Disclaimer: I work for Hitachi Data Systems. However this post is not officially sanctioned by or speaks on behalf of my company. These thoughts are my own based on my experience. Use at your own discretion.
This is the second part of my storage interoperability series designed to bring it all together.
Here are the other parts:
This started from a desire I had to be crystal clear about what these settings are and when you should and shouldn’t use them. Many vSphere experts may be aware of these settings but I’m hoping to bring this to the masses in a single set for easy access. All feedback gratefully accepted !!!!
In this post I will cover some topics around Storage I/O Control. This is the first post related to SIOC. I will have at least one more and possibly two more depending on how easy each is to digest.
Storage I/O Control is an I/O queue-throttling mechanism that is enabled at datastore-level in vSphere. It takes action in real-time when IO congestion occurs for any datastore on which it is enabled.
When I say “takes action” I mean it reduces the queue depth or pipeline of I/Os queued up for a datastore in real-time leading to an immediate effect. It’s like driving with the handbrake on or in a lower gear.
It is important to note that device latency and device queuing relate to the individual queue associated with the datastore itself, not at HBA or at VMkernel level. The term device in vSphere always refers to a datastore when used in connection with storage.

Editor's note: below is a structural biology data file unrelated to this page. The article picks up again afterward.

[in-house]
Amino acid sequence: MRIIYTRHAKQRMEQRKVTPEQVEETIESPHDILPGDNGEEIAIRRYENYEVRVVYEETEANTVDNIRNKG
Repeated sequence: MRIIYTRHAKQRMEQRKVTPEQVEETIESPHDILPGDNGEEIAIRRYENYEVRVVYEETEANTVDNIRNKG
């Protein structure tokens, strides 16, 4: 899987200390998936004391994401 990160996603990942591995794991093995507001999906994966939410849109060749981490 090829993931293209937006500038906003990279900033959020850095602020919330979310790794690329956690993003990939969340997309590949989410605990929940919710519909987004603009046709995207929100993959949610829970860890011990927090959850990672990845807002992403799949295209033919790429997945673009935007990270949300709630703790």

You may have seen this image before which shows the different queues at play in vSphere and the work the kernel is doing which is quite amazing really:
SIOC does not take any action during normal operational conditions.
It only intervenes when one of two specific thresholds set by the administrator are breached:
- An explicit congestion latency threshold is breached for a datastore. This is an observed latency or response time in Milliseconds (ms)
- A percentage of peak performance has been breached for a datastore. (The peak performance of the datastore is calculated automatically by vSphere.)
When you enable Storage I/O Control on a datastore, ESXi begins to monitor the device latency observed by connected hosts via a file called IORMSTATS.sf which is stored directly on the datastore. All connected hosts have access to this file and can read from and write to the file. When device latency exceeds the defined threshold, the datastore is considered congested, and each virtual machine that accesses that datastore is allocated I/O resources in proportion to their shares.